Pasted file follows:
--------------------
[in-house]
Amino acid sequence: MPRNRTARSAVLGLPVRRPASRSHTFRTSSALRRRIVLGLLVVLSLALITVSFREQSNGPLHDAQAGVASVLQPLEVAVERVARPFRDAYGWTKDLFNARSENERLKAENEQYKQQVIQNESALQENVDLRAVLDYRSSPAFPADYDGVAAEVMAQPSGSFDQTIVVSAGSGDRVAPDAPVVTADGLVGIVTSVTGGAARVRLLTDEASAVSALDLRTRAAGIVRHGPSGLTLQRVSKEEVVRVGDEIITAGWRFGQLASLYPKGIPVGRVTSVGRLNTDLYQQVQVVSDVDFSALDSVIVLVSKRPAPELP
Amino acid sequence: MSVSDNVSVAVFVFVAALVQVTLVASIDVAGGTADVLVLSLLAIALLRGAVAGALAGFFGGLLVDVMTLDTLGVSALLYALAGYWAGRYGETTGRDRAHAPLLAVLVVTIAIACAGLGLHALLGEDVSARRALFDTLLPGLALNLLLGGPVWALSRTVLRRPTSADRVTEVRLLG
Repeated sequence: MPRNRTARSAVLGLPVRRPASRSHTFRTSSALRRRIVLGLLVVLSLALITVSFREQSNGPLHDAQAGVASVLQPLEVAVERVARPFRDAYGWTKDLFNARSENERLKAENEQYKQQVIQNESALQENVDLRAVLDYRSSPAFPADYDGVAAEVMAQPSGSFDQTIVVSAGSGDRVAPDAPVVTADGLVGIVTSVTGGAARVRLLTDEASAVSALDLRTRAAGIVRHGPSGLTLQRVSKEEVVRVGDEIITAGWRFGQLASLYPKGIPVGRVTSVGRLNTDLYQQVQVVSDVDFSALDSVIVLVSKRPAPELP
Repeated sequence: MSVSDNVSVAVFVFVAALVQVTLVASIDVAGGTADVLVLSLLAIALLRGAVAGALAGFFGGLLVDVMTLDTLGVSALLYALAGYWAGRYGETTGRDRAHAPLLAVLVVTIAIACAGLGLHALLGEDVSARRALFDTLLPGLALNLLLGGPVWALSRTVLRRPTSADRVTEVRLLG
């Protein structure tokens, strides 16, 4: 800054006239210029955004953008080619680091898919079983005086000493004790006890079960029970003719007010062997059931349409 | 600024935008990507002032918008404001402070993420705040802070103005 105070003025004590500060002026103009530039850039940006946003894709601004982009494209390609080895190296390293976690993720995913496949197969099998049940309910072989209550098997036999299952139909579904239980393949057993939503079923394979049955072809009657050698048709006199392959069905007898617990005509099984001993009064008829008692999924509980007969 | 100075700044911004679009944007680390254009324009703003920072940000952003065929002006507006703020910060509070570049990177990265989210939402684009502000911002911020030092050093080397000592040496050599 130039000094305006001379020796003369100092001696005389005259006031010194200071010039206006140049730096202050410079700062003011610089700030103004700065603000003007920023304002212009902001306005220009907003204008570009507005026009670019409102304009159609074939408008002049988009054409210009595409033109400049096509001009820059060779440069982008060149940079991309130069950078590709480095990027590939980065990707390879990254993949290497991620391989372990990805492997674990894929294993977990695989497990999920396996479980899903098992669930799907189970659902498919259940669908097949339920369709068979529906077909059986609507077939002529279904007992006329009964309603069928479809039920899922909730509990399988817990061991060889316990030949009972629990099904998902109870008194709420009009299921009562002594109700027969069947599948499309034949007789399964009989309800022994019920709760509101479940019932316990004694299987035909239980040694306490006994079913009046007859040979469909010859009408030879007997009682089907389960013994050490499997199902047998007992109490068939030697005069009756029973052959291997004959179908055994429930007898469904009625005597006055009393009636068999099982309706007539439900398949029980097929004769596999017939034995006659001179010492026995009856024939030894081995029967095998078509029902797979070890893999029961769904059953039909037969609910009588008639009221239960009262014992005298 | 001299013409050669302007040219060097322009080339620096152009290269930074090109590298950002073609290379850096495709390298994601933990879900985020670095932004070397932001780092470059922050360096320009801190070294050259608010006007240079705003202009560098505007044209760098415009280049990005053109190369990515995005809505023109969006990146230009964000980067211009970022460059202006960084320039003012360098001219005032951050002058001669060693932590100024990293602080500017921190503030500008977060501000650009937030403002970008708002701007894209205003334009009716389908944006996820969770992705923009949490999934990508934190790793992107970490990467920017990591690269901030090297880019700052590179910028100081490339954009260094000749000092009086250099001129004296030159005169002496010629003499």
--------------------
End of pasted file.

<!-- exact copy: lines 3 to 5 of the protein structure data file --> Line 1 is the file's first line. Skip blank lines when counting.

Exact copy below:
Amino acid sequence: MSVSDNVSVAVFVFVAALVQVTLVASIDVAGGTADVLVLSLLAIALLRGAVAGALAGFFGGLLVDVMTLDTLGVSALLYALAGYWAGRYGETTGRDRAHAPLLAVLVVTIAIACAGLGLHALLGEDVSARRALFDTLLPGLALNLLLGGPVWALSRTVLRRPTSADRVTEVRLLG
Repeated sequence: MPRNRTARSAVLGLPVRRPASRSHTFRTSSALRRRIVLGLLVVLSLALITVSFREQSNGPLHDAQAGVASVLQPLEVAVERVARPFRDAYGWTKDLFNARSENERLKAENEQYKQQVIQNESALQENVDLRAVLDYRSSPAFPADYDGVAAEVMAQPSGSFDQTIVVSAGSGDRVAPDAPVVTADGLVGIVTSVTGGAARVRLLTDEASAVSALDLRTRAAGIVRHGPSGLTLQRVSKEEVVRVGDEIITAGWRFGQLASLYPKGIPVGRVTSVGRLNTDLYQQVQVVSDVDFSALDSVIVLVSKRPAPELP
Repeated sequence: MSVSDNVSVAVFVFVAALVQVTLVASIDVAGGTADVLVLSLLAIALLRGAVAGALAGFFGGLLVDVMTLDTLGVSALLYALAGYWAGRYGETTGRDRAHAPLLAVLVVTIAIACAGLGLHALLGEDVSARRALFDTLLPGLALNLLLGGPVWALSRTVLRRPTSADRVTEVRLLG